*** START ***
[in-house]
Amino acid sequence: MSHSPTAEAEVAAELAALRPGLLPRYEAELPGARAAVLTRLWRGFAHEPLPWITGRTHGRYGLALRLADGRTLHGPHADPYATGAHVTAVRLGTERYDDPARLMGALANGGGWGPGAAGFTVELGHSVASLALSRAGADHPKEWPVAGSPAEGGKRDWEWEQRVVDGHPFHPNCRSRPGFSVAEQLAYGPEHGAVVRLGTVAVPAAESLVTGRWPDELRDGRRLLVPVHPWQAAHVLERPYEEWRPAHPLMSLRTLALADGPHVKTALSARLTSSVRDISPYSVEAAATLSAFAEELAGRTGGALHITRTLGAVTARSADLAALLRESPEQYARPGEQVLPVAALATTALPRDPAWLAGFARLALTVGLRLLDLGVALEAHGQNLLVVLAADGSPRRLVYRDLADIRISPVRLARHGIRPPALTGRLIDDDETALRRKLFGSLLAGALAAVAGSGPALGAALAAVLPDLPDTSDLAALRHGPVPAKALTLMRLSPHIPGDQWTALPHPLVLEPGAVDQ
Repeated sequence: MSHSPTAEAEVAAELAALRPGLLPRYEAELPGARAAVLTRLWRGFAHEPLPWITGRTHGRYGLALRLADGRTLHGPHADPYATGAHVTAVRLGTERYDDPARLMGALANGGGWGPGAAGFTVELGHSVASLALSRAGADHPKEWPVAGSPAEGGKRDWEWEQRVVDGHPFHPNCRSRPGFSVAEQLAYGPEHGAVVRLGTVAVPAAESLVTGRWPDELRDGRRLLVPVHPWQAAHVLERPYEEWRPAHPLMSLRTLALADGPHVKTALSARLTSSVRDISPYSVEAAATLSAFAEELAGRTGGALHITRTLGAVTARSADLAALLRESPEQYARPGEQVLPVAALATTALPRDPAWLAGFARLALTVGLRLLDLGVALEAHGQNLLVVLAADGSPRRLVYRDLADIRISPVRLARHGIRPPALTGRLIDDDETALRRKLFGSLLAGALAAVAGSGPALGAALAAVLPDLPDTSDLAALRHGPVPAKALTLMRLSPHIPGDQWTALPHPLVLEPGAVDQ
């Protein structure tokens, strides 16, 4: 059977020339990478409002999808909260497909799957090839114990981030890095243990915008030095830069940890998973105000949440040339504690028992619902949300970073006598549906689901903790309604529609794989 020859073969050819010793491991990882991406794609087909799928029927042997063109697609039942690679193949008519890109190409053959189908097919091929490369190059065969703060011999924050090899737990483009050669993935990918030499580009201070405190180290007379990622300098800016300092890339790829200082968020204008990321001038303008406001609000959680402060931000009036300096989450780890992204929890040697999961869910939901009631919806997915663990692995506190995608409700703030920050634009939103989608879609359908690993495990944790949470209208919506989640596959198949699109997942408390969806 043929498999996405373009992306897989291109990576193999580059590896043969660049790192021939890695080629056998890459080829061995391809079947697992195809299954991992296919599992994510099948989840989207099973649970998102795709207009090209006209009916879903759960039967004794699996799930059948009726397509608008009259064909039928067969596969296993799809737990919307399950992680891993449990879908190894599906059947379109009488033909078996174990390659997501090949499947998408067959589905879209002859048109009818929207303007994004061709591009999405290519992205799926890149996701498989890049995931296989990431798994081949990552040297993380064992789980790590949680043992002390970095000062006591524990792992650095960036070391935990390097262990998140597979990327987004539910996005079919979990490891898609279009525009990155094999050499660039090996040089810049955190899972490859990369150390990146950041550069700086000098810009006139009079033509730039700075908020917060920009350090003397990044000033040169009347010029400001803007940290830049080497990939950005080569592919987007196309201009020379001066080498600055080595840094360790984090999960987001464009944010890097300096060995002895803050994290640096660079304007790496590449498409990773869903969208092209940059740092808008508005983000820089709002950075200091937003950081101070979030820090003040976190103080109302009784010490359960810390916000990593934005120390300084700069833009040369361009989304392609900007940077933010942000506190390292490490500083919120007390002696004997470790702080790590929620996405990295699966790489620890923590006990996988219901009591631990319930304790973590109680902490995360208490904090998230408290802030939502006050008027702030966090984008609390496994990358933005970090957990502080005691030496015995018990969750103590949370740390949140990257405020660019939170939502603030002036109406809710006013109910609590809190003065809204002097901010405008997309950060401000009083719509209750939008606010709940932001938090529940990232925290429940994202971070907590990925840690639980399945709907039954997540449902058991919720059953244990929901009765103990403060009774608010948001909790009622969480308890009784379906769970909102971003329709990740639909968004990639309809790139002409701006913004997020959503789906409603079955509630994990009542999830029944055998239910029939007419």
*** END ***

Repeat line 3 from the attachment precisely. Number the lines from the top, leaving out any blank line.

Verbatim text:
Repeated sequence: MSHSPTAEAEVAAELAALRPGLLPRYEAELPGARAAVLTRLWRGFAHEPLPWITGRTHGRYGLALRLADGRTLHGPHADPYATGAHVTAVRLGTERYDDPARLMGALANGGGWGPGAAGFTVELGHSVASLALSRAGADHPKEWPVAGSPAEGGKRDWEWEQRVVDGHPFHPNCRSRPGFSVAEQLAYGPEHGAVVRLGTVAVPAAESLVTGRWPDELRDGRRLLVPVHPWQAAHVLERPYEEWRPAHPLMSLRTLALADGPHVKTALSARLTSSVRDISPYSVEAAATLSAFAEELAGRTGGALHITRTLGAVTARSADLAALLRESPEQYARPGEQVLPVAALATTALPRDPAWLAGFARLALTVGLRLLDLGVALEAHGQNLLVVLAADGSPRRLVYRDLADIRISPVRLARHGIRPPALTGRLIDDDETALRRKLFGSLLAGALAAVAGSGPALGAALAAVLPDLPDTSDLAALRHGPVPAKALTLMRLSPHIPGDQWTALPHPLVLEPGAVDQ